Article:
I AM not really a touchy-feely person. I am more a shunny-shunny person. I guard my personal space as enthusiastically as the Israeli army.
If you take up position within 12 inches of me, I will lean back, if necessary taking up the pose of an expert limbo dancer. My theme tune is the Police song “Don’t Stand So Close To Me”, but only the chorus.
Incidentally, none of this applies in lifts or on public transport, because it is clear the people around are not standing next to me by choice. We are all in it together, and it is horrible.
All of this is by way of setting the scene of last Monday night. On the way home, I remembered that I was down to the last sheet of kitchen roll and penultimate squirt of washing-up liquid, and called in at the late-night tiny supermarket opposite my office.
“Would you like a bag?” the man on the checkout asked. Yes, I thought, the last thing I want to do is walk through the city centre carrying kitchen rolls and washing-up liquid in my hands, appearing to all the world like a crack freelance cleaner who is always ready for action. It is definitely worth five pence to avert that eventuality.
“Yes, please,” I said, because even when I am ruining the environment I like to be polite.
But, as I left the shop, my bag swinging by my side, I began to feel annoyed about The Bag Of Bags, the bag for life in my kitchen, whose only purpose is to house about three pounds’ worth of carrier bags I have previously bought.
A sensible person would always have one to hand, but I do not want to be that person. I am surely too young to be the sort of person who has an emergency carrier bag tucked away – I was born after the Beatles split up and I barely remember James Callaghan, let alone Harold Wilson.
It was this line of thought which distracted me and made me not see the couple in the street until it was far too late. Had I seen them earlier I would have crossed the road and got on with my life.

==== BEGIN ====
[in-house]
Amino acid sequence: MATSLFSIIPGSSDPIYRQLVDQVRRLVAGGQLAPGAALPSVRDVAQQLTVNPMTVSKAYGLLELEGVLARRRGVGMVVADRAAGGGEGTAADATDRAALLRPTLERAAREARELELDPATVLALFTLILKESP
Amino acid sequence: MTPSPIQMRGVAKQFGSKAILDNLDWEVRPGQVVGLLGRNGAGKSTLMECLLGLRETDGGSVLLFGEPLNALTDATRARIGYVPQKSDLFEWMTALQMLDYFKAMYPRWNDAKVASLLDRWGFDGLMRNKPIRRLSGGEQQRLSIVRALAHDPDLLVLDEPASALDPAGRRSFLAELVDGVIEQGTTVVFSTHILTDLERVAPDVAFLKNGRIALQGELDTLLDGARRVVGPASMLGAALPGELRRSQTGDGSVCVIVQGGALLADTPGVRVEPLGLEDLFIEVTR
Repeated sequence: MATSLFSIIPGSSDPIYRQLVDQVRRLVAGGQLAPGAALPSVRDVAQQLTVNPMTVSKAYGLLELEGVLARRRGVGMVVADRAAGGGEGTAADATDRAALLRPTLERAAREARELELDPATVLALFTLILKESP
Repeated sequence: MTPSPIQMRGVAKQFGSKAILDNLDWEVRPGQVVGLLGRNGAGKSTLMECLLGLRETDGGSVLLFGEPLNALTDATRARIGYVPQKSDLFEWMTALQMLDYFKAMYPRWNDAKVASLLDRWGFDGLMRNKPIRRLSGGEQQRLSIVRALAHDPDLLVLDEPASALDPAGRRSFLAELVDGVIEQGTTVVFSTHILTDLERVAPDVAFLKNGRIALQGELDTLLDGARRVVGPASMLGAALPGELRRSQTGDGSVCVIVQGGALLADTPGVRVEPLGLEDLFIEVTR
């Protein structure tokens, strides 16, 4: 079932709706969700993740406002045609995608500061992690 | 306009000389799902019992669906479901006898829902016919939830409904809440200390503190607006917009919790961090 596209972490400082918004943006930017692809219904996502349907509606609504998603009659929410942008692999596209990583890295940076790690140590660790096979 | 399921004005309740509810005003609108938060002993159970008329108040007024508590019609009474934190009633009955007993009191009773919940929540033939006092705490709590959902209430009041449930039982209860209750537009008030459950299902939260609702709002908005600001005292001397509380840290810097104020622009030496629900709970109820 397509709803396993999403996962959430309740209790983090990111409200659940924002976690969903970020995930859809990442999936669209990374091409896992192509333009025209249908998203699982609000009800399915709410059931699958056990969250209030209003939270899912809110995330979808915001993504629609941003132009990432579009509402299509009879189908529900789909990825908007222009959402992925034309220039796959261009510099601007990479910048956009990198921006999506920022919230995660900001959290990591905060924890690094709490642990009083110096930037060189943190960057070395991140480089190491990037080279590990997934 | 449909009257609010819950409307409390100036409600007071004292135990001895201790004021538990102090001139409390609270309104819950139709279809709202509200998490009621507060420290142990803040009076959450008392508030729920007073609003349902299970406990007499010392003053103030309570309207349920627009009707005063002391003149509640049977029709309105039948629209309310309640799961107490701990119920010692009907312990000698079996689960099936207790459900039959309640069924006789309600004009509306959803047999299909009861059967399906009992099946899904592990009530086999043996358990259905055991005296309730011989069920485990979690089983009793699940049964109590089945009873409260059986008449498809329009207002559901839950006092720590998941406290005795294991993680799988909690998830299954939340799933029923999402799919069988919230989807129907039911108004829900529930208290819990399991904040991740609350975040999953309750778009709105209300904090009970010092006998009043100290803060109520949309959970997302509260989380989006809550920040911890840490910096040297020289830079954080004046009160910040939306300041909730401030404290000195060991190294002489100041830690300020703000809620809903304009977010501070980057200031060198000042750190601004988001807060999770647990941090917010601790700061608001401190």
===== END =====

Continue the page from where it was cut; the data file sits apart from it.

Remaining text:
Their voices were raised. “Oh, good,” I thought, as my every muscle tensed, “What I need now is to have to intervene in a violent argument with a man who is roughly three inches taller and 15 years younger and the only weapon I have is concentrated washing-up liquid.”
But, as I got closer, I realised that it was not an argument so much as a concentrated haranguing by the young blonde-haired woman. It was a relief. I veered to avoid them, when she said: “Excuse me, can you settle an argument between me and my boyfriend?”
I doubted that very strongly, but I turned around, dreams of catching the 25-past bus ebbing away.
“I reckon people don’t hug each other enough,” she said, as she swayed towards me, clearly drunk on something, probably not hugs. “What do you think?”
“I don’t know, I mean…” I began. “Oh! Can I hug you?!” she said, and before I could react she flung her arms around me.
I stared terrified at her hulking boyfriend and shrugged, my palms raised. He, equally bemused, made the same gesture. We had bonded, brothers in bafflement.
“See, you feel much better, don’t you?” said the woman as she clung onto me. No, I thought, please stop doing this. “Yes,” I said, “Can I go now?”
She did not let go, and, so much worse, her boyfriend said: “Oh, I’ll join in.” And he made it a triple hug.
Two young men approached. I turned my head and said: “I don’t know what is happening.” I was concentrating hard on my wallet and my phone, in case this was some sort of pickpocketing scam.
They were with the couple. “Oh, group hug!” one of them said, and they piled on too. I was in a sort of scrum.
“Well, this has been very nice,” I lied. “But I must get my bus.” They peeled away, leaving only the woman, who planted a smacker on my actual mouth.
She dislodged herself from me and sent me on my way. “Don’t forget you are loved,” said the drunken angel.
And, as I walked away, I realised that I had learnt a valuable lesson. Always have a carrier bag in your coat pocket.